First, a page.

Bumblebees and the Bubbles of Scutum

NASA/JPL-Caltech/Univ. of Wisconsin

A bum­ble­bee hums around the part of the night-time sky dom­i­nated by the con­stel­la­tion Scu­tum in this infrared image from NASA’s Spitzer Space Tele­scope.

Explore the bub­bles in this image. What shapes or sto­ries do you see? Leave a note in the com­ments below.

The Milky Way Galaxy is full of won­ders and not all of them can be seen eas­ily with our naked eye. The stars and shapes in this image can­not be seen with­out the help of spe­cial tele­scopes and sen­sors aboard the orbit­ing Spitzer Space Tele­scope. Spitzer helps astronomers see warm objects, such as new stars, lurk­ing in cold dust clouds. These objects are hid­den from view by a thick veil of dust. The orbit­ing tele­scope sees the Uni­verse in the infrared part of the elec­tro­mag­netic spec­trum that lies just below the range of vis­i­ble light, like a rain­bow. We don’t see infrared light but we can feel it as heat.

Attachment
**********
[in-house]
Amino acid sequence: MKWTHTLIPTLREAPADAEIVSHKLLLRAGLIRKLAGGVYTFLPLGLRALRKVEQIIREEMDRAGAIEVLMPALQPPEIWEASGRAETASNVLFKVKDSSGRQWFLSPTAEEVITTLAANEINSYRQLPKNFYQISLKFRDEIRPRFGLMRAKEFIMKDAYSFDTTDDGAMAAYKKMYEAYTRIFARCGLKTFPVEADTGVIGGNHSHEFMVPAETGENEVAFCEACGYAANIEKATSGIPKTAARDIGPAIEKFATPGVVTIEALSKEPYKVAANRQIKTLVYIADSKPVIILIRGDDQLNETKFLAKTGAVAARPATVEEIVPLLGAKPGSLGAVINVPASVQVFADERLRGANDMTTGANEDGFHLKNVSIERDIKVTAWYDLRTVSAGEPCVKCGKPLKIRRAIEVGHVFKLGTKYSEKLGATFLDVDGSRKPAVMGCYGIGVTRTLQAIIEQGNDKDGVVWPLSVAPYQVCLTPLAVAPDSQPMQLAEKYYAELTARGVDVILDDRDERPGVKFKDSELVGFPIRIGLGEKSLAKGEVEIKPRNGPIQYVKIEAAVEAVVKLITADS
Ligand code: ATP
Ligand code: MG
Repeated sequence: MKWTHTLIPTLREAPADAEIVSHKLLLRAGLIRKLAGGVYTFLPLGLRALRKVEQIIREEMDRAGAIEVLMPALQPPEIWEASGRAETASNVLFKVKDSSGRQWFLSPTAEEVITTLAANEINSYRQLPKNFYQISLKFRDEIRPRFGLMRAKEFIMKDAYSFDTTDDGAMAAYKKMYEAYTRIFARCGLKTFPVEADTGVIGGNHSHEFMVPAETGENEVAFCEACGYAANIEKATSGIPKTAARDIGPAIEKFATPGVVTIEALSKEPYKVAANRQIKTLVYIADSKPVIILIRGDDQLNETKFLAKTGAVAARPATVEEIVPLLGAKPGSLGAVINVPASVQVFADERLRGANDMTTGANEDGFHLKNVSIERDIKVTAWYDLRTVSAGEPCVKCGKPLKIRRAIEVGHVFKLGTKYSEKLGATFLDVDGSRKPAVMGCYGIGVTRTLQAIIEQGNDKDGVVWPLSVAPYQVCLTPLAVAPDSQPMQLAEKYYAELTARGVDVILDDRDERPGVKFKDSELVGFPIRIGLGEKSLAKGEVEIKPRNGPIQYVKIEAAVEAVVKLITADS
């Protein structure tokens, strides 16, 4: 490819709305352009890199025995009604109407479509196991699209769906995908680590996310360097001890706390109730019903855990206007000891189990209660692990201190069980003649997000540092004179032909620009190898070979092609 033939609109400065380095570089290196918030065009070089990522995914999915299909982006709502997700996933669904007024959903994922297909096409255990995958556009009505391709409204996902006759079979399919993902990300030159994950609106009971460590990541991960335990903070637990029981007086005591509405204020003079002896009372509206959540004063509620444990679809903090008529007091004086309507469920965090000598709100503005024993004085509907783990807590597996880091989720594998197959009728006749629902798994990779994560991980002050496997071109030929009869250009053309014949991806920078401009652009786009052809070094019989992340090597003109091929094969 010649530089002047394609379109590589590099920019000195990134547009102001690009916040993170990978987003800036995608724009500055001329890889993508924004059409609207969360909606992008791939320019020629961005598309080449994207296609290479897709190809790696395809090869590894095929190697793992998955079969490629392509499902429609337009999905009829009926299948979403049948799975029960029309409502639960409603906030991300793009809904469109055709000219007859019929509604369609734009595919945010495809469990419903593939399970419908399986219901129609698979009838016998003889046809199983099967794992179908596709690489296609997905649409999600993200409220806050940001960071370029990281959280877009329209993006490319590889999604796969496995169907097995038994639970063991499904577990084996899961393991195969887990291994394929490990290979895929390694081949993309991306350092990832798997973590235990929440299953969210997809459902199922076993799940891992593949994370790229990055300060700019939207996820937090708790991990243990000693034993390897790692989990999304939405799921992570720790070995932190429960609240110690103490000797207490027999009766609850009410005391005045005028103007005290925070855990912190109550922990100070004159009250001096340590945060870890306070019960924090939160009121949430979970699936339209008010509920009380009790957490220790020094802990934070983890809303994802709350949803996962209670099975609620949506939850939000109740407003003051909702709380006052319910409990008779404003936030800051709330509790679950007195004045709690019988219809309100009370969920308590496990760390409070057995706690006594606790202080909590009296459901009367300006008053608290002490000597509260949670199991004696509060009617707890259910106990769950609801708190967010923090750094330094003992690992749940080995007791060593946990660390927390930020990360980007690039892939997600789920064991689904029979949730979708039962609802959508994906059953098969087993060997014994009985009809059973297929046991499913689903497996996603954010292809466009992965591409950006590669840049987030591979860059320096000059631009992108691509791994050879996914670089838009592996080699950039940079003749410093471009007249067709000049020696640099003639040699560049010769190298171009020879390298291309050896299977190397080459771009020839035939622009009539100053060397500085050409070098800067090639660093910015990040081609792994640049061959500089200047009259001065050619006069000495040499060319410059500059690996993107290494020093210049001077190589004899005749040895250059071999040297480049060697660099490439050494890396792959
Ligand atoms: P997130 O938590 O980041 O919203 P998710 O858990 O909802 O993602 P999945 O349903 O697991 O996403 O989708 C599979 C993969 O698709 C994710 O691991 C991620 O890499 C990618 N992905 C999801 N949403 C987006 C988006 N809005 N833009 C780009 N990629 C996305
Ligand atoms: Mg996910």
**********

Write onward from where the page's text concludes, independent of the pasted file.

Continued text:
New stars form­ing deep in these clouds blew bub­bles into the gas and dust. As they become hot­ter, the sur­round­ing neb­ula will expand and begin to glow as ultra­vi­o­let light floods the area. Some­day our naked eyes will behold new and spec­tac­u­lar nebulae.

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